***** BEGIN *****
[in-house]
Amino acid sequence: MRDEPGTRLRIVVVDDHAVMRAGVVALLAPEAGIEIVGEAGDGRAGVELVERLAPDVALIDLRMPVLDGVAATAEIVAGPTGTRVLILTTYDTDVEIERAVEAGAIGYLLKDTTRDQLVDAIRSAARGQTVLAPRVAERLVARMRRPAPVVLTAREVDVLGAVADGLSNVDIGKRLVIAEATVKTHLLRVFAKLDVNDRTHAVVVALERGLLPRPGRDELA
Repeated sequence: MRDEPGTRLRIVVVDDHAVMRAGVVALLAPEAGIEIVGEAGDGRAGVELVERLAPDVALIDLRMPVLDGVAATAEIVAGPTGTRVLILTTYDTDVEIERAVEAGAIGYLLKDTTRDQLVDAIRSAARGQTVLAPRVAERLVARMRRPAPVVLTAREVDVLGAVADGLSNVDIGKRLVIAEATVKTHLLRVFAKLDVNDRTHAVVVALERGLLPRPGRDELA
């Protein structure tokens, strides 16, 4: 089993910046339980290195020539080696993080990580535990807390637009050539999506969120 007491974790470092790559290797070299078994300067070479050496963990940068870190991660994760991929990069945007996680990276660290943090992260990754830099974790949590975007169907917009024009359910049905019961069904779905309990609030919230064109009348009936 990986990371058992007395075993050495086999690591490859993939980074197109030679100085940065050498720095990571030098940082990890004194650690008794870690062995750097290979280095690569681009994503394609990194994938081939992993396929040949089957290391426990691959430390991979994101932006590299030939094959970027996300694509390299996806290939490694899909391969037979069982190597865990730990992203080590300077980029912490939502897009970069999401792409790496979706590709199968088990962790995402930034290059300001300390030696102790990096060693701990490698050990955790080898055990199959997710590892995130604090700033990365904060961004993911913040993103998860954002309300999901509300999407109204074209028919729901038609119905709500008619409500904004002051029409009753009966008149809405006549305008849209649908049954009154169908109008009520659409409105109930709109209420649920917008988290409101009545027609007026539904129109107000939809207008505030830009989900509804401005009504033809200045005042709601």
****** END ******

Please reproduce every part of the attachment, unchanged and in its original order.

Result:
[in-house]
Amino acid sequence: MRDEPGTRLRIVVVDDHAVMRAGVVALLAPEAGIEIVGEAGDGRAGVELVERLAPDVALIDLRMPVLDGVAATAEIVAGPTGTRVLILTTYDTDVEIERAVEAGAIGYLLKDTTRDQLVDAIRSAARGQTVLAPRVAERLVARMRRPAPVVLTAREVDVLGAVADGLSNVDIGKRLVIAEATVKTHLLRVFAKLDVNDRTHAVVVALERGLLPRPGRDELA
Repeated sequence: MRDEPGTRLRIVVVDDHAVMRAGVVALLAPEAGIEIVGEAGDGRAGVELVERLAPDVALIDLRMPVLDGVAATAEIVAGPTGTRVLILTTYDTDVEIERAVEAGAIGYLLKDTTRDQLVDAIRSAARGQTVLAPRVAERLVARMRRPAPVVLTAREVDVLGAVADGLSNVDIGKRLVIAEATVKTHLLRVFAKLDVNDRTHAVVVALERGLLPRPGRDELA
């Protein structure tokens, strides 16, 4: 089993910046339980290195020539080696993080990580535990807390637009050539999506969120 007491974790470092790559290797070299078994300067070479050496963990940068870190991660994760991929990069945007996680990276660290943090992260990754830099974790949590975007169907917009024009359910049905019961069904779905309990609030919230064109009348009936 990986990371058992007395075993050495086999690591490859993939980074197109030679100085940065050498720095990571030098940082990890004194650690008794870690062995750097290979280095690569681009994503394609990194994938081939992993396929040949089957290391426990691959430390991979994101932006590299030939094959970027996300694509390299996806290939490694899909391969037979069982190597865990730990992203080590300077980029912490939502897009970069999401792409790496979706590709199968088990962790995402930034290059300001300390030696102790990096060693701990490698050990955790080898055990199959997710590892995130604090700033990365904060961004993911913040993103998860954002309300999901509300999407109204074209028919729901038609119905709500008619409500904004002051029409009753009966008149809405006549305008849209649908049954009154169908109008009520659409409105109930709109209420649920917008988290409101009545027609007026539904129109107000939809207008505030830009989900509804401005009504033809200045005042709601």